He said Burberry had offered to make protective gowns, Rolls-Royce and McLaren were making visors and hand sanitiser was being made by drinks company Diageo and chemicals producer Ineos.

Susan Masters, national director of nursing policy and practice at the Royal College of Nursing, said the amount of PPE being delivered would only be impressive "when nursing staff stop contacting me to say what they need to use wasn't available".

"The calls are still coming through - people are petrified. They have seen colleagues die already."

At the government's briefing, chief nursing officer Ruth May paid tribute to frontline staff who had died after contracting coronavirus.

"The NHS is a family and we feel their loss deeply," she said.

Appealing to the public to continue observing the lockdown rules, she said it was "frustrating" for NHS staff to see people failing to observe the social distancing.

"It is enormously frustrating... there's also still occasions where my colleagues are getting abuse from their neighbours for driving off to work," she said.

"Our nurses, our healthcare staff, need to be able to get to work, it's right and proper they do, but my ask of everybody, please stay at home, save lives and protect my staff."

'UK's death toll among highest in Europe'

By Philippa Roxby, health reporter

There is no hiding from the fact that today's announcement of 980 new UK deaths has surpassed Italy and Spain's worst days during this pandemic.

Italy's highest death toll was 969; Spain's 950.

While these two countries are now seeing daily death figures coming down, the UK's have been closing in on 1,000 for several days - and the true death toll is likely to be higher once deaths not yet reported have been added in.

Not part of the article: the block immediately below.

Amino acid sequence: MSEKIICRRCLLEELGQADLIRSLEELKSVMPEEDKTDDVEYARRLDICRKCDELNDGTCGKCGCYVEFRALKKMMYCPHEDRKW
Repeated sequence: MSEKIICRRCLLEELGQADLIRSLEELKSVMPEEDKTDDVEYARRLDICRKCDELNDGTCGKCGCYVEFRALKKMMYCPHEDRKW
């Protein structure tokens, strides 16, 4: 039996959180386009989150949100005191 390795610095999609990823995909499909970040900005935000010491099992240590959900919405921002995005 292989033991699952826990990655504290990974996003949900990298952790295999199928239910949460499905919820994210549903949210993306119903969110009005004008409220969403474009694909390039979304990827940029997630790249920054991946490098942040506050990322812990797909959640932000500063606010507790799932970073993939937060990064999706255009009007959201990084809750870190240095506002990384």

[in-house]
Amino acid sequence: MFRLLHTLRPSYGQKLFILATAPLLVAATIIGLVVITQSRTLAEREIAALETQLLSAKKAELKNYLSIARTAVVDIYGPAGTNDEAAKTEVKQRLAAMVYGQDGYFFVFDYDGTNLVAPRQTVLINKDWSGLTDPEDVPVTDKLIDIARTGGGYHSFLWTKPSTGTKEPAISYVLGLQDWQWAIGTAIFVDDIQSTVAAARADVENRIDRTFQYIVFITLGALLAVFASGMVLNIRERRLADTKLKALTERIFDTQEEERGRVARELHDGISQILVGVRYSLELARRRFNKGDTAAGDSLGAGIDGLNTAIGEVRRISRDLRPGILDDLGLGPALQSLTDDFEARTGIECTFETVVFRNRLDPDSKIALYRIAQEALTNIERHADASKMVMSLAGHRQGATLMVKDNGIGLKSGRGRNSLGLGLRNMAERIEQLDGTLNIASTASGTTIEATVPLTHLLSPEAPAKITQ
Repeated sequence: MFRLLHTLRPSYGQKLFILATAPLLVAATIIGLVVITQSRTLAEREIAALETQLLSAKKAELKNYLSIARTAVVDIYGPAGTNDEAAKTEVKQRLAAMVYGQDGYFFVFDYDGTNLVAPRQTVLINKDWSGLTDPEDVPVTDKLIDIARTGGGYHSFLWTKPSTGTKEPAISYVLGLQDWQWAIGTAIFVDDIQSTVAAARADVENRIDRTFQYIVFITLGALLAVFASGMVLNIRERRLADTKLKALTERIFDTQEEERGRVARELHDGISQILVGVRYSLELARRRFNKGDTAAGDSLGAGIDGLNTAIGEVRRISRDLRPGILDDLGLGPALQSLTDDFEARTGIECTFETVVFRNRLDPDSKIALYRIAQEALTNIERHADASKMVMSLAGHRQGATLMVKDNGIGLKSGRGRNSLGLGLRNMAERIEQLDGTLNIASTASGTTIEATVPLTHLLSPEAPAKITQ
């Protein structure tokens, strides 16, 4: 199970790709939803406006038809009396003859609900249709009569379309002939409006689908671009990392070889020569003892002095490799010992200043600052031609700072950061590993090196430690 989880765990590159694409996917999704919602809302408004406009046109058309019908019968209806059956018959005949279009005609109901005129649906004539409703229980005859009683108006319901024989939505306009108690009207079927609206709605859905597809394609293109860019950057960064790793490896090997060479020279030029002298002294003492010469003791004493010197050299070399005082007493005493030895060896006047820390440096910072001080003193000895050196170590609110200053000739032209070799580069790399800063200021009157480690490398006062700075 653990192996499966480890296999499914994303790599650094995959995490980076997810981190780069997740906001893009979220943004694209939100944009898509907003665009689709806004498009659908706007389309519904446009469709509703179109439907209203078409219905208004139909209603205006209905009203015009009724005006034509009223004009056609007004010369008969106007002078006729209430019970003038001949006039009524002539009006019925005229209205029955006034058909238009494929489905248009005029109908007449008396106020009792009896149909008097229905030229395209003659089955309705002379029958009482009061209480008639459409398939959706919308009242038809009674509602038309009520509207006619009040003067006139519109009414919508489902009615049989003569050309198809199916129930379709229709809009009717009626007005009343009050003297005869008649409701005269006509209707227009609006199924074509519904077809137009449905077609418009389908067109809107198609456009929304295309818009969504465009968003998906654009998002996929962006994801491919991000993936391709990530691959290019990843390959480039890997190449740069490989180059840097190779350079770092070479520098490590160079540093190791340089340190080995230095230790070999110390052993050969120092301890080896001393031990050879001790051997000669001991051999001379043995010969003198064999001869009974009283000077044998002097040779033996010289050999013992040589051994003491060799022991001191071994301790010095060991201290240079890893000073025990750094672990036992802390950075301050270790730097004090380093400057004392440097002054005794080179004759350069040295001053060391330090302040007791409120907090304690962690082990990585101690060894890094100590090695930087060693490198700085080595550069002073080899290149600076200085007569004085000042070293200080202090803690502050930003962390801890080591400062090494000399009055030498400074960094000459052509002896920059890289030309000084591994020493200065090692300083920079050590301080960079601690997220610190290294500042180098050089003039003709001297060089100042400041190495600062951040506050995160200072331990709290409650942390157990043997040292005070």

Yet the NHS has not been overwhelmed in the way that Italy's hospitals appeared to be, particularly in the north.

The message is that the NHS has spare capacity and intensive care beds not yet used, thanks to planning and everyone's efforts to stay at home.

There was even a plea from health officials that anyone with serious and worrying health problems of any kind should contact the NHS as usual.

The hope is now that the UK's social distancing measures will have the same effect as Italy and Spain's lockdowns, and deaths will start to fall - not just slow down - in the weeks to come.

Mr Hancock was challenged on a report in Health Service Journal that he had been failing to observe social distancing rules himself, holding regular video calls in his office surrounded by between 10 and 20 colleagues.

Senior NHS leaders expressed alarm that the health secretary was providing a bad example, the report said.

Mr Hancock insisted that he followed social distancing rules on the occasions when he had to come into the office.

It comes after Housing Secretary Robert Jenrick defended his travel moves following reports he flouted the government's lockdown rules.

Mr Hancock also told the briefing 15 drive-through testing centres had been opened across the UK to enable all frontline NHS and social care staff to be screened for the virus.

The 19,100 tests carried out in the last day still fall well short of the health secretary's target of 100,000 a day by the end of April.

But he said new "Lighthouse mega-labs" were on track in Cheshire and Glasgow, and another has opened in Milton Keynes. Pharmaceutical giants AstraZeneca and GSK were opening an additional testing facility in Cambridge, he added.

The government also announced new Nightingale temporary hospitals to be opened, with 460 beds in Washington, Tyne and Wear, and a smaller facility in Exeter.

It brings the total number to seven, with units in London, Birmingham, Manchester, Bristol and Harrogate as well.